October 29, 2021 | OPINION | By Karly Hamilton | Illustration by Sierra Romero

Technology inevitably permeates everything we do. From accessing academic information online to looking up directions or scheduling a COVID-19 test, devices have a constant presence in the world we live in. However useful these tools may be, it is important to hit pause and decompress every once in a while. 

After going on a First-Year Outdoor Orientation Trip (FOOT) for my first block break, I was reacquainted with the idea of stepping back from technology. Spending time in nature, even just for a few days, helped me to clear my head and return to campus with a fresh mindset. Most of that was due to the lack of technology present on the trip. 

While the negative mental health effects of social media are not news, discussions about the ramifications of social media’s impact on teenagers have been a topic of conversation recently. When Instagram, TikTok, and other social mediaplatforms focus on catering content to users’ interests, they often suggest content that can be damaging to one’s mental health. 

Many of the expectations social media projects onto young people are unrealistic — and unhealthy. As conversations about these sites have deepened following the Facebook whistle-blower testimony, it was discovered that Instagram makes body-image issues worse for one out of every three girls. 

Our constant attachment to our phones and other technology is not helping this situation get any better. Instead of becoming more reliant on social media and technology, we should be spending more time outside. 

Psychological research has shown that there are many benefits to spending more time outside in the wilderness, ranging from increased empathy to lower stress levels. So why wouldn’t we want to spend more time outside?

Colorado College provides a plethora of opportunities for students to be outside, even if it just means doing class readings on the library patio. Between block breaks and Outdoor Education trips over the course of each block, there are a variety of ways to get outside, be active, and practice mood-boosting behaviors.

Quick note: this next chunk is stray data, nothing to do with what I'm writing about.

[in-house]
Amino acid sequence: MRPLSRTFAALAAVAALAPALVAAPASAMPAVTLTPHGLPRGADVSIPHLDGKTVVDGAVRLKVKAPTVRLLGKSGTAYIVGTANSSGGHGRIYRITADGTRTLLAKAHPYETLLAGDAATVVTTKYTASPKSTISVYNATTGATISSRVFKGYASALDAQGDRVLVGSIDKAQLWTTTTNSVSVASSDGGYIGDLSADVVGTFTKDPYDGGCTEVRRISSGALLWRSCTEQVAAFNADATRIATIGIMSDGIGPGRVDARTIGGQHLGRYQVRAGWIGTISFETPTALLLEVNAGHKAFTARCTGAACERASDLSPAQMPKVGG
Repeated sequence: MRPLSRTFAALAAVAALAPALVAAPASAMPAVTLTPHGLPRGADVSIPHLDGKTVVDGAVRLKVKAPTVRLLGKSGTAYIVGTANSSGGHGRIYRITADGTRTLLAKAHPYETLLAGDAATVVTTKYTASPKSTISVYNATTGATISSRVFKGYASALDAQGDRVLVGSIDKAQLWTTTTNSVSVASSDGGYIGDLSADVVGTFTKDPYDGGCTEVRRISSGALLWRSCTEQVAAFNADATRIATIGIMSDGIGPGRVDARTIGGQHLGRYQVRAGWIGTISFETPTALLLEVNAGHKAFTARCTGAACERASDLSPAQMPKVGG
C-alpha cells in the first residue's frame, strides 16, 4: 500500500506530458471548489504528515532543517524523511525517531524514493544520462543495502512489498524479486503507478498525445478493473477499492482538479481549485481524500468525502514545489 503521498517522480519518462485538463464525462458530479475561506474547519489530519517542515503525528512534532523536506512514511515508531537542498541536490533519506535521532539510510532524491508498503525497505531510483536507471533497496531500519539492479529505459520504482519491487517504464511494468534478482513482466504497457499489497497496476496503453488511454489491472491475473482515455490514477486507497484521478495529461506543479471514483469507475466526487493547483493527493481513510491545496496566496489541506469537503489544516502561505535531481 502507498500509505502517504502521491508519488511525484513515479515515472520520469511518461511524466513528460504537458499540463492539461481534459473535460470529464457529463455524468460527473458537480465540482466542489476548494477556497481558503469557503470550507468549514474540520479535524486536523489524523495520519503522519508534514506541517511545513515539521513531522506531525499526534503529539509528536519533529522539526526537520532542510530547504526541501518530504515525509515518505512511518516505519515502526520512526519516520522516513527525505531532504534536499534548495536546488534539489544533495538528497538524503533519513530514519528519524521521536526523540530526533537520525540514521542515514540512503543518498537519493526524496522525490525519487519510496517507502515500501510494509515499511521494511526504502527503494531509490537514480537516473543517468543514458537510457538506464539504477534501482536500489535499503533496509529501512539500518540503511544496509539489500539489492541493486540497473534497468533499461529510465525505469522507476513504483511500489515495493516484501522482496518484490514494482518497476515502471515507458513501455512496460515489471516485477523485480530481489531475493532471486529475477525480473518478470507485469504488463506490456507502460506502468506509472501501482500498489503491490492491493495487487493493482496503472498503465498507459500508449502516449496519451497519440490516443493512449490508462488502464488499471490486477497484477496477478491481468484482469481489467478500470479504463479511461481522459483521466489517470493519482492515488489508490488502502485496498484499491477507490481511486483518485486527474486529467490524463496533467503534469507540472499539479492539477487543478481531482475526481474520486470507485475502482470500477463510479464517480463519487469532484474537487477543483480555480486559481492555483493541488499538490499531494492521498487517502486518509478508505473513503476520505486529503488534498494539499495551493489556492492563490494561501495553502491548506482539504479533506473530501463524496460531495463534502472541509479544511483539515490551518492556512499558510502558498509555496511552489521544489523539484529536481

Whether you choose to partake in school-related activities or not, it is still important to be intentional about how we live our lives. This can present itself in a variety of ways as the way people approach the world varies, but it is good for all of us to reflect on how dependent we are on technology. 

One of my favorite ways to decompress and separate myself from the stress and negativity technology can cause is by spending time outside in an environment that does not allow me to utilize my devices in the same way. 

Hiking, camping, or backpacking are all fun activities that often take place in areas with little to no cell service, making it easy to take a step back from social media and other digital platforms and notifications. 

A different way to be more intentional about my use of technology is how I access resources in class — or sometimes for my personal use. I love reading physical books for pleasure, and when it comes to textbooks, I often like having a physical rather than a digital copy. This forces me to put my computer and phone aside and truly focus on what I’m reading without the lure of notifications in the corner of my screen. 

As we start a new block, I encourage everyone to take a break from screens and find time to do something separate from technology that makes you happy. It’s important that we appreciate what we have in front of us and recognize that social media rarely depicts reality — it’s merely a highlight reel. So, live in the moment, do something fun, and look back on it with fond memories, not just pictures. 

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